Rights, civil and federal
Mr. Holbrooke’s absence on the world stage in recent weeks has raised questions about his role going forward.
His staff offers a simple answer: The famed 68-year-old diplomat who helped broker the Dayton accords that ended the Bosnian conflict in 1995 has been in Washington helping to preside over the president’s monthlong Afghanistan strategy review.
He has provided the White House with much of the information reviewed at a series of war council meetings, according to those involved.
“His job is [in Washington] right now,” said Ashley Bommer, Mr. Holbrooke’s spokeswoman at the State Department.
The article is a little hyperbolic, but it’s one of the few I’ve seen mentioning Holbrooke on this issue at all. With all five of President Obama’s internal war-room reviews concluded (enough to send Secdef Gates off in search of other assurances), one wonders if Holbrooke is going to make in back in time for the 7 November runoff, and when the White House will announce the results of this policy confab.
Elsewhere, Paula Broadwell’s op-ed in the NYT yesterday (crossposted to KOW, h/t akinoluna for the link, who also has a practical, clear-eyed assessment of Broadwell’s suggestions) is predictably making…no waves, as far as I can tell. Which is a shame, because I think she makes some well-thought points:
However, the persistent threat of counterinsurgencies combined with evidence of women’s proven effectiveness in such situations serve as powerful reasons for updating the law.
The U.S. military’s Central Command recently published a “Memorandum of Law Concerning Women in Combat Support Operations.” It explicitly condones the use of the F.E.T.’s. The Defense Department’s general counsel is scheduled to consider the matter in the near future.
For now, these F.E.T. initiatives are confined to the Marines and there are relatively few women available for these jobs — only 6 percent of Marine Corps personnel are women. Moreover, given the ad hoc nature of the teams — F.E.T. members have “day jobs,” serving as logisticians or intelligence officers or in other vital positions — their commanders are often understandably reticent to give up an individual for an additional duty.
To quote akinoluna:
She never actually says it, but all the talk about how female Marines in FETs have “day jobs” and have to “find time” for the extra training and how their commanders are reluctant to release them to join a FET, it seems like she could be implying that it’s time to train female Marines specifically for FET-like jobs.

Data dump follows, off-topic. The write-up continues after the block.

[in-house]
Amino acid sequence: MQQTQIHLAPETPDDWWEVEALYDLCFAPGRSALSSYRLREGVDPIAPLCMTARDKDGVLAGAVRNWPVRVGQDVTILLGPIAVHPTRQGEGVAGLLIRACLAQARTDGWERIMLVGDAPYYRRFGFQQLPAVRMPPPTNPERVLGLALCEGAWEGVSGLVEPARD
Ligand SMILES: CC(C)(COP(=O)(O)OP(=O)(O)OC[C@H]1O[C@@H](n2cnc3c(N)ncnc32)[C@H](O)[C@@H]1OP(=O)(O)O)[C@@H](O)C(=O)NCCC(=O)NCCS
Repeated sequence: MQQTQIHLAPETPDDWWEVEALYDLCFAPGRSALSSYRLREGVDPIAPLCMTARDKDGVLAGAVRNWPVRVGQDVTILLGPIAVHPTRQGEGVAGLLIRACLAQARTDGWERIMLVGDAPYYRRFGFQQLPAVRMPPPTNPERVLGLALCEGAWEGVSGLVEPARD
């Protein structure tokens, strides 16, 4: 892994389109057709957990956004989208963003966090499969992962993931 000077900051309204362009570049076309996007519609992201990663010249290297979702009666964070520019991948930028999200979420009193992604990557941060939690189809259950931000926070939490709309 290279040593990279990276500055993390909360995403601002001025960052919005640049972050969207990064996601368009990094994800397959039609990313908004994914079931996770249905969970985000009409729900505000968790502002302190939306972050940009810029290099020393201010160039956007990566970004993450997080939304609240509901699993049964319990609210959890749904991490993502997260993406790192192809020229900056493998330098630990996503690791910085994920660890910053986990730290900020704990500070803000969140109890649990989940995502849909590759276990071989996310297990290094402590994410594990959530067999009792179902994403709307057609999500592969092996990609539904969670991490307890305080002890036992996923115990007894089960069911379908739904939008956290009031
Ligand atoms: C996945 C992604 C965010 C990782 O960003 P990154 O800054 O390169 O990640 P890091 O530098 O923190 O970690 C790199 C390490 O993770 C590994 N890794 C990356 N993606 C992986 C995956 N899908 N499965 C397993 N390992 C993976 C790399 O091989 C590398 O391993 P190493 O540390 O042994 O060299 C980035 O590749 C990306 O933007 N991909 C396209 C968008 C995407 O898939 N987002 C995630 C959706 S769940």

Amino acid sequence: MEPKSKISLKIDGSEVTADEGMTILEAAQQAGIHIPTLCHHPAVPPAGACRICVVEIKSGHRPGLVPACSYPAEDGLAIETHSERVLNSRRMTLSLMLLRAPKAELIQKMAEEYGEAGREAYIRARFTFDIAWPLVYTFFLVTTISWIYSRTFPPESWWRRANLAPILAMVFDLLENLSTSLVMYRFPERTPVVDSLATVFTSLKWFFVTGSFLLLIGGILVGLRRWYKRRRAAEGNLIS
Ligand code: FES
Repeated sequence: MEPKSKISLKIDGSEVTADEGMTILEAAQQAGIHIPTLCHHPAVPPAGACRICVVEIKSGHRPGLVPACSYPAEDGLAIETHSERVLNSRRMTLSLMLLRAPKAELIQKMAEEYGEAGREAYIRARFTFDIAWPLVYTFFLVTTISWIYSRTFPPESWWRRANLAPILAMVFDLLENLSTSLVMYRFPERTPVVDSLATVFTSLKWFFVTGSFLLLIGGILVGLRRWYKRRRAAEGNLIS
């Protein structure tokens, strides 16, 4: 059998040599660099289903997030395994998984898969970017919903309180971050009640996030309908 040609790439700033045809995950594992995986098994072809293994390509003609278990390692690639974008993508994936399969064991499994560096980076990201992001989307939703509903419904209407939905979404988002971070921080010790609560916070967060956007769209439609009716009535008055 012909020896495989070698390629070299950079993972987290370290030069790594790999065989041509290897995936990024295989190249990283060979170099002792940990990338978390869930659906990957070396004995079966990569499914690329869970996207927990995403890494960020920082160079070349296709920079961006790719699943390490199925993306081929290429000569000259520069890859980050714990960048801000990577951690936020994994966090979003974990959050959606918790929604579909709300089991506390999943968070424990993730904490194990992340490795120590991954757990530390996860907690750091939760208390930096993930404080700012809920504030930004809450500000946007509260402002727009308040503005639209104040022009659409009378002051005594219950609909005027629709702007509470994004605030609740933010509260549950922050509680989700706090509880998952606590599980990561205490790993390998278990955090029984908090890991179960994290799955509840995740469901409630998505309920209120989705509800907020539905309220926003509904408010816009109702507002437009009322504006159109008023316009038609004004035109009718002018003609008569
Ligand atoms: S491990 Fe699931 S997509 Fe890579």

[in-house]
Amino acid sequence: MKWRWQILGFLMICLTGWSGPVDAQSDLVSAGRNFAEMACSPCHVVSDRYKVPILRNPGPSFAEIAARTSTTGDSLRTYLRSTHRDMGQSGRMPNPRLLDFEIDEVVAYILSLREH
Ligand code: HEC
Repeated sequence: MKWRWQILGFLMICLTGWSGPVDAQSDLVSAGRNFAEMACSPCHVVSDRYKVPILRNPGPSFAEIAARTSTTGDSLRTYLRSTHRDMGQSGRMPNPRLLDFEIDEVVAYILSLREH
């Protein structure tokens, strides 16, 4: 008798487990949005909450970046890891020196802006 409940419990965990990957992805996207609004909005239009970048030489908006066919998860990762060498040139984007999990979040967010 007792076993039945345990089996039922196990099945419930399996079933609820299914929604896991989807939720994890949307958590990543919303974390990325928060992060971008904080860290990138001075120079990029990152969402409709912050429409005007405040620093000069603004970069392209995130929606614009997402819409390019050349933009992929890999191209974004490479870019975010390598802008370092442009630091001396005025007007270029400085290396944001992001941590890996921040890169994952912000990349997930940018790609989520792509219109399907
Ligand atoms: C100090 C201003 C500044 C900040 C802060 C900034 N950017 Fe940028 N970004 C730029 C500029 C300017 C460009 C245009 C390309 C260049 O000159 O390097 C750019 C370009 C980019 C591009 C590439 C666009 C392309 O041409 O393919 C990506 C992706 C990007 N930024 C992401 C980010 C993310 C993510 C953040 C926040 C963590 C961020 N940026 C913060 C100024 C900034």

It makes sense. It’s not good to pull Marines from one important job to work at another important job: you might be causing them to work abnormally long hours and you’re definitely forcing someone else to pick up the slack at their original job when they aren’t around.
There’s also no reason why the Marine Corps can’t do it.
In Afghanistan, thirty-one certified midwives graduated from an 18-month programme [Pajhwok]:
One midwife named Fahima said she would use her knowledge in serving mothers and children in rural areas. “I have a huge responsibility on my shoulders, because most of the treatment in rural areas is traditional and unhygienic.”
There is no way to understate the difference modern medical knowledge can make to rural ob/gyn needs. Even rudimentary knowledge can be the difference between a successful pregnancy/birth and an unsuccessful one.
And in Kuwait, women were granted the right to pursue a passport of their own volition [BBC]:
The country’s first female MPs were elected in May 2009.
The article abolished by the court dated back to Kuwait’s 1962 passport law which required a husband’s signature on a woman’s passport application.
Aseel al-Awadhi, one of the new MPs, welcomed the passport law ruling as a “victory for constitutional principles that puts an end to this injustice against Kuwaiti women”.
Meanwhile, it looks like the pope might have a place for me if I ever give up my lapsed Anglican ways and wish to return to the fold. Unlikely, but it’s nice to have options.